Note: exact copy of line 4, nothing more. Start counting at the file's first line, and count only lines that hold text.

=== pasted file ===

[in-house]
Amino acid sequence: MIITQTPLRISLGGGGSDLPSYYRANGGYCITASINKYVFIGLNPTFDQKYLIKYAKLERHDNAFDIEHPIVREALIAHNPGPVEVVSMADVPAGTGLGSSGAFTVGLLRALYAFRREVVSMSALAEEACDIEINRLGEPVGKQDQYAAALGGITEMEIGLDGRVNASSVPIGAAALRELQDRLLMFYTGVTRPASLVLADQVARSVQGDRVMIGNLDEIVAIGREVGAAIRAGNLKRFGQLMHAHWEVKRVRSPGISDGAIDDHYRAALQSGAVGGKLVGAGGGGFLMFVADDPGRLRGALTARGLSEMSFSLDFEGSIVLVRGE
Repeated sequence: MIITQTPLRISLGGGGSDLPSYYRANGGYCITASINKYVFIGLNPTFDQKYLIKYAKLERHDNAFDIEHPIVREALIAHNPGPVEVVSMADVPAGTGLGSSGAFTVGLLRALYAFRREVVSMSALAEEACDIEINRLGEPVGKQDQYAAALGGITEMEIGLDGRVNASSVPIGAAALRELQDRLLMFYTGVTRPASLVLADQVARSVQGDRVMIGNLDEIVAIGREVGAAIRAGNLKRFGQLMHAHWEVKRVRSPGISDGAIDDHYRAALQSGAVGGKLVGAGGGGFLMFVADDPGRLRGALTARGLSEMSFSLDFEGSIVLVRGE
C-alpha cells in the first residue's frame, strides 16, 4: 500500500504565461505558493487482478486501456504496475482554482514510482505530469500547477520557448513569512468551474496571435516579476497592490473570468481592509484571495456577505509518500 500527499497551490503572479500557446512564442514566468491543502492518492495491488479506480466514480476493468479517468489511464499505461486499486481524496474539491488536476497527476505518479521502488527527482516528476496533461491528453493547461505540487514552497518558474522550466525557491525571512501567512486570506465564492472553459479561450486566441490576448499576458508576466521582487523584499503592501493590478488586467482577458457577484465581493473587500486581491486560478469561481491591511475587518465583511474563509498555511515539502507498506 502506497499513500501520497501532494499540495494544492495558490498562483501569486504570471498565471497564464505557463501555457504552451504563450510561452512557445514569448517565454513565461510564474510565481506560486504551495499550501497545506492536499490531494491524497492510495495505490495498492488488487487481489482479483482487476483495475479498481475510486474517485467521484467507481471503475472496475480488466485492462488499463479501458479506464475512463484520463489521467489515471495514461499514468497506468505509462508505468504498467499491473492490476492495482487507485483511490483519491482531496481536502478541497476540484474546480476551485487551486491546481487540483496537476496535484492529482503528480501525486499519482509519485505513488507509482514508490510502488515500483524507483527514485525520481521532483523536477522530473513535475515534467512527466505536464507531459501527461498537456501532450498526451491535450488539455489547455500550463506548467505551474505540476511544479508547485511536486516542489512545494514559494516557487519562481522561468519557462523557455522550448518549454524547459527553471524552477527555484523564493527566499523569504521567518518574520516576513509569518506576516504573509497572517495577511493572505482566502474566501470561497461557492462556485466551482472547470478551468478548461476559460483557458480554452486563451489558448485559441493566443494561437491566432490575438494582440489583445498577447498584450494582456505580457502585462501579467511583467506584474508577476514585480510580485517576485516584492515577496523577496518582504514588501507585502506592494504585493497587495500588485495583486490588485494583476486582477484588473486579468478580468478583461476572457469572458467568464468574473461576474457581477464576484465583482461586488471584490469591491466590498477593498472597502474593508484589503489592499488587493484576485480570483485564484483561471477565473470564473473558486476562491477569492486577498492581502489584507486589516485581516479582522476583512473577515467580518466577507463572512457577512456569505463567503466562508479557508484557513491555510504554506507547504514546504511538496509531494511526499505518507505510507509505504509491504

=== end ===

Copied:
C-alpha cells in the first residue's frame, strides 16, 4: 500500500504565461505558493487482478486501456504496475482554482514510482505530469500547477520557448513569512468551474496571435516579476497592490473570468481592509484571495456577505509518500 500527499497551490503572479500557446512564442514566468491543502492518492495491488479506480466514480476493468479517468489511464499505461486499486481524496474539491488536476497527476505518479521502488527527482516528476496533461491528453493547461505540487514552497518558474522550466525557491525571512501567512486570506465564492472553459479561450486566441490576448499576458508576466521582487523584499503592501493590478488586467482577458457577484465581493473587500486581491486560478469561481491591511475587518465583511474563509498555511515539502507498506 502506497499513500501520497501532494499540495494544492495558490498562483501569486504570471498565471497564464505557463501555457504552451504563450510561452512557445514569448517565454513565461510564474510565481506560486504551495499550501497545506492536499490531494491524497492510495495505490495498492488488487487481489482479483482487476483495475479498481475510486474517485467521484467507481471503475472496475480488466485492462488499463479501458479506464475512463484520463489521467489515471495514461499514468497506468505509462508505468504498467499491473492490476492495482487507485483511490483519491482531496481536502478541497476540484474546480476551485487551486491546481487540483496537476496535484492529482503528480501525486499519482509519485505513488507509482514508490510502488515500483524507483527514485525520481521532483523536477522530473513535475515534467512527466505536464507531459501527461498537456501532450498526451491535450488539455489547455500550463506548467505551474505540476511544479508547485511536486516542489512545494514559494516557487519562481522561468519557462523557455522550448518549454524547459527553471524552477527555484523564493527566499523569504521567518518574520516576513509569518506576516504573509497572517495577511493572505482566502474566501470561497461557492462556485466551482472547470478551468478548461476559460483557458480554452486563451489558448485559441493566443494561437491566432490575438494582440489583445498577447498584450494582456505580457502585462501579467511583467506584474508577476514585480510580485517576485516584492515577496523577496518582504514588501507585502506592494504585493497587495500588485495583486490588485494583476486582477484588473486579468478580468478583461476572457469572458467568464468574473461576474457581477464576484465583482461586488471584490469591491466590498477593498472597502474593508484589503489592499488587493484576485480570483485564484483561471477565473470564473473558486476562491477569492486577498492581502489584507486589516485581516479582522476583512473577515467580518466577507463572512457577512456569505463567503466562508479557508484557513491555510504554506507547504514546504511538496509531494511526499505518507505510507509505504509491504